Families splurge on expensive, delicious Iftar meals

June 30, 2014 - 5:17:29 am
 Katara is illuminated to welcome the holy month yesterday. Abdul Basit

DOHA: Qatari families are vying to dish out delicious and expensive fare this Ramadan.

Families in the largely rich community are taking pride in distributing expensive and delicious dishes among their neighbours as a symbol of their prosperity and social standing.

Al Sharq quoted a Qatari culinary expert as saying yesterday that the craze for one-upmanship among Qatari families during the holy month is reaching new and maddening levels.

“Preparing expensive and delicious food and exchanging it with neighbours is a new trend in our community in Ramadan,” Aisha Al Tamimi, a culinary expert, told the daily. When a family has a guest at Iftar (when Muslims break the day-long fast) they like to offer a dozen dishes and impress him with their culinary craft, as also with the fact that they can spend a lot on food, 

she said.

Families are also exchanging food with neighbours. The idea being to impress one another and vie over who makes the best food and who serves the widest variety, said Al Tamimi.

It leads to a criminal wastage of food and this is very sad, she said. “In the end, people eat just a little bit and the whole food is wasted.”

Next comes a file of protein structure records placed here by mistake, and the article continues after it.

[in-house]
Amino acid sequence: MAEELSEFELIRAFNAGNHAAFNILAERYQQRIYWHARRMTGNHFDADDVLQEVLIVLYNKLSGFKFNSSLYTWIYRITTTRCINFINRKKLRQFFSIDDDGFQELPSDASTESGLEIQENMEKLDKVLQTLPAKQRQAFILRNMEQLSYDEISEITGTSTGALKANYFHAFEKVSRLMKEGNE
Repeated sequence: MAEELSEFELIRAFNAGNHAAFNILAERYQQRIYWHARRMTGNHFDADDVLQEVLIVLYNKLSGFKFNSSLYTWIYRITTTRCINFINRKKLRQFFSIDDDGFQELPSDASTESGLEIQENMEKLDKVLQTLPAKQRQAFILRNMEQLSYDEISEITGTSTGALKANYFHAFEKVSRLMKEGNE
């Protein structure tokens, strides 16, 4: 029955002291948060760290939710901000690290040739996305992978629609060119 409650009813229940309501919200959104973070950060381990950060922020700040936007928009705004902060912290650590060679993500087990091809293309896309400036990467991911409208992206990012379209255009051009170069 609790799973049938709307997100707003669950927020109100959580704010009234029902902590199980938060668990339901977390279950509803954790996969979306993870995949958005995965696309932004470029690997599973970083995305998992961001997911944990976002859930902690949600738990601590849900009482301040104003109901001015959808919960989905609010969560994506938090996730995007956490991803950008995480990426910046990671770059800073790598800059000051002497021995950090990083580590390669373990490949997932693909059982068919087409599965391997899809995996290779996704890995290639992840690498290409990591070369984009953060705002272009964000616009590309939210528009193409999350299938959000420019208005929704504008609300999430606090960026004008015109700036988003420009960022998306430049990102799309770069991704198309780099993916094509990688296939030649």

A wide variety of food that is expensive is being made by families for Iftar merely as a symbol of social status. 

This is putting immense and unwanted psychological pressure on families who are not well off and who cannot afford to splurge on such one-upmanship, said Al Tamimi.“This is because, according to custom, these families must also exchange food and match the quality.”

Al Tamimi said what is needed is social awareness to curb such practices. “We need light food and more of soup in Ramadan.”

Dr Abdul Kareem, a social researcher, told the daily the above trend was undesirable and a result of the ever-increasing prosperity of families due to the economic boom.

Increasing prosperity is changing the pattern of consumption of Qatari families. “The phenomenon needs to be studied to find out its causes and only then can it be curbed.”

There are some families that spend between QR100 and QR200 a day on getting outside food for each child, he said. “Expat families practise moderation because they know they must save for their future security.”

Prominent Muslim cleric and scholar, Sheikh Ahmed Buainain, said some families prepare food during Ramadan as if they are struck by hunger and famine.

“Ramadan is a month of austerity. People should worship. They should read the Holy Quran. Their focus should not be on food,” he said. The Peninsula

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